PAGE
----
I get Blake's comments if the government fails to vaccinate people by the end of September, etc. I get all of that. That should maybe be reserved for question period.
I think we have to be careful. The idea that certain public health requirements, as Mr. Julian said, to protect the staff who work for us or protect constituents who may visit constituency offices.... Some of those decisions, as advised by public health officers, may be separate and apart from the vaccination schedule.
I wouldn't suggest that this committee has views on appropriate public health measures. I would suggest that those decisions that MPs need to make to protect the people who work with us and constituents who visit us would coherently be subsumed in a financial year. That's why I accept the recommendation put forward by Monsieur Paquette and endorsed by Mr. Julian and Madame DeBellefeuille.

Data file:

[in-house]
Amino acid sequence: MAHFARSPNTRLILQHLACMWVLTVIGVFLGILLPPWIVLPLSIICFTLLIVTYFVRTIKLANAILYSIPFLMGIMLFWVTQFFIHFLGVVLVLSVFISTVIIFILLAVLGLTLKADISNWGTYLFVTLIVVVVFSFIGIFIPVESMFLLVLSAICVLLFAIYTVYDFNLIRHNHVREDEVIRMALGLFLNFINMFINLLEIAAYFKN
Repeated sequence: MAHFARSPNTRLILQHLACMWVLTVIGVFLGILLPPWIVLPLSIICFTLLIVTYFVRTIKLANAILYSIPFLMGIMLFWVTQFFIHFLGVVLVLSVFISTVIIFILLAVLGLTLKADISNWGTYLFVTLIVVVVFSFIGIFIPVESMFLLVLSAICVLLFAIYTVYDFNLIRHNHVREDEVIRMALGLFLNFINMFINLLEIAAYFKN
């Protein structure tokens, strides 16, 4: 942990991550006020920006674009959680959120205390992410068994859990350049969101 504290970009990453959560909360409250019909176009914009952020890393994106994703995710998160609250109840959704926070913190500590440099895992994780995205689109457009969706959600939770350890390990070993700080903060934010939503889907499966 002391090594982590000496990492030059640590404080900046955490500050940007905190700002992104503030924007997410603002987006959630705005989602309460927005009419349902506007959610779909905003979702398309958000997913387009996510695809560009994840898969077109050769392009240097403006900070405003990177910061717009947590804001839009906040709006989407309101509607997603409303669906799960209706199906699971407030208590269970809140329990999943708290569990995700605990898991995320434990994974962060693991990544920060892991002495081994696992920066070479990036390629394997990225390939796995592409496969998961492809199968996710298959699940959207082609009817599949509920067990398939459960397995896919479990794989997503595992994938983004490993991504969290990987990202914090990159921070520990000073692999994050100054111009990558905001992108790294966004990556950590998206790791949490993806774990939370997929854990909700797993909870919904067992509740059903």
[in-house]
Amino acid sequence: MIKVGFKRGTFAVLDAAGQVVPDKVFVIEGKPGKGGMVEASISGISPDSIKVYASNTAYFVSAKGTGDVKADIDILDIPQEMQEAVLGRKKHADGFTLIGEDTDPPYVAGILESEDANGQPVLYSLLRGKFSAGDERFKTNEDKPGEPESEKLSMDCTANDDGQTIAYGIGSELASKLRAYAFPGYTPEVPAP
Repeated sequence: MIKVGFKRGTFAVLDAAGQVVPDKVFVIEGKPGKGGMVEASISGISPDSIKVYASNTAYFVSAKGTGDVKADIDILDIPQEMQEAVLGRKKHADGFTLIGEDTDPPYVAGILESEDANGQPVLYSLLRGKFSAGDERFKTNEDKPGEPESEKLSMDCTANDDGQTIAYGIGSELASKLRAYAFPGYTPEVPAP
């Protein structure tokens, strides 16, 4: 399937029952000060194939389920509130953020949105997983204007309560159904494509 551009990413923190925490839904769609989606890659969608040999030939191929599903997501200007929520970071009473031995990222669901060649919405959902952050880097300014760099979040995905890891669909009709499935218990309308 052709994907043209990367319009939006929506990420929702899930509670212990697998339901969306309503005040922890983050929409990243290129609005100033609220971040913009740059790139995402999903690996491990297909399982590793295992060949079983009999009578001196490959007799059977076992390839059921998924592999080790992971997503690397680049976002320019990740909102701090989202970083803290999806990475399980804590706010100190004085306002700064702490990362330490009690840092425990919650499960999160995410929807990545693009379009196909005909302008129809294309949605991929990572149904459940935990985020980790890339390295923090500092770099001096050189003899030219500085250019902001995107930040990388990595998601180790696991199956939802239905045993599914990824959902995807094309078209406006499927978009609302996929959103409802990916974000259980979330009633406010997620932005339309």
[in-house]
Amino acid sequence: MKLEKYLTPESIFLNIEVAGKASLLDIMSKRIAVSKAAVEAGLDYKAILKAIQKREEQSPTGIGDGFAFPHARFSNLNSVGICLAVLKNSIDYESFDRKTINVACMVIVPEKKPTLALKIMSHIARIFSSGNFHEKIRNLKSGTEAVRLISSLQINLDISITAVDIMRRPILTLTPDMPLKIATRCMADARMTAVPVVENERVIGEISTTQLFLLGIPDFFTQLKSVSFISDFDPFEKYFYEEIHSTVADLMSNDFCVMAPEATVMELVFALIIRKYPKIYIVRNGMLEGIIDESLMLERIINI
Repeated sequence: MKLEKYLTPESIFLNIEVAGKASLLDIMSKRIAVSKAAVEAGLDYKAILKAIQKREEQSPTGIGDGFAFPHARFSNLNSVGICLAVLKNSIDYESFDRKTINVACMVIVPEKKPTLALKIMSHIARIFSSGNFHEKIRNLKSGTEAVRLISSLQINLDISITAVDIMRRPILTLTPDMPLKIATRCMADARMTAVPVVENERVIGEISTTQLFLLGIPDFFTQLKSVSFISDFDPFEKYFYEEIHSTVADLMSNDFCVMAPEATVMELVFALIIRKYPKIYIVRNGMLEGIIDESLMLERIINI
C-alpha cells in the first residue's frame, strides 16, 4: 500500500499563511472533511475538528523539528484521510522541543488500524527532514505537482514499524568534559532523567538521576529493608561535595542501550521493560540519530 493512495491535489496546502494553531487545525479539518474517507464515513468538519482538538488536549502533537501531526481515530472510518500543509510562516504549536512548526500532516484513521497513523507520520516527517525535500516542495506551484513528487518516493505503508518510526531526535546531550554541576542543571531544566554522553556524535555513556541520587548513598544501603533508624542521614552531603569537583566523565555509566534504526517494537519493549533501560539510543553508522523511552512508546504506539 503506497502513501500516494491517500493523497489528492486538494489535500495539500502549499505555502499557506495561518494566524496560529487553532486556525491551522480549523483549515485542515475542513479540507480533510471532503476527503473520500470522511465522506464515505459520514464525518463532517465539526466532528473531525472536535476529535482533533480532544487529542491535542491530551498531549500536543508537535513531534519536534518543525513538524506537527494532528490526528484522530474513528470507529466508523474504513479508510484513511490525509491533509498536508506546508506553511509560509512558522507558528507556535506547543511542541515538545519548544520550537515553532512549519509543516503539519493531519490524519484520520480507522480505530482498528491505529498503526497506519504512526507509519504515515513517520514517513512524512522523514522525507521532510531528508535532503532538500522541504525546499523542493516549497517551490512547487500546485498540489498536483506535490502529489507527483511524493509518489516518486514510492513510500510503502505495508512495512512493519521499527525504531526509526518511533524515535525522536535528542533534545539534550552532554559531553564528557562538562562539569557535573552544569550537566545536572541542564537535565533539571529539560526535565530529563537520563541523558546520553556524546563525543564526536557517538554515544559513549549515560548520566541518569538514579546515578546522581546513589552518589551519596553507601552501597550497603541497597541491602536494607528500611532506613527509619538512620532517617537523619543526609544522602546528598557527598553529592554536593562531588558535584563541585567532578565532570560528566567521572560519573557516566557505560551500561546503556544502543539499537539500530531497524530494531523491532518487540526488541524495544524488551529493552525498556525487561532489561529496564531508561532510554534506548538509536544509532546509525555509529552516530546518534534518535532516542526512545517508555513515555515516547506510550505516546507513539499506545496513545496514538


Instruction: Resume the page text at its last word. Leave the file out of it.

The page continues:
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View Anthony Rota Profile
Lib. (ON)
We will now give the floor to Mrs. Petitpas Taylor and then to Mrs. DeBellefeuille.
Mrs. Petitpas Taylor, you have the floor.
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View Ginette Petitpas Taylor Profile
Lib. (NB)
Thank you so much, Mr. Chair. I will be very brief.
I'm just wondering if we know how many offices have required a deep cleaning as a result of COVID exposure within their offices. In asking that question, I'm also wondering if we have a workplace health and safety protocol in place in the event of workplace COVID exposure.
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View Anthony Rota Profile
Lib. (ON)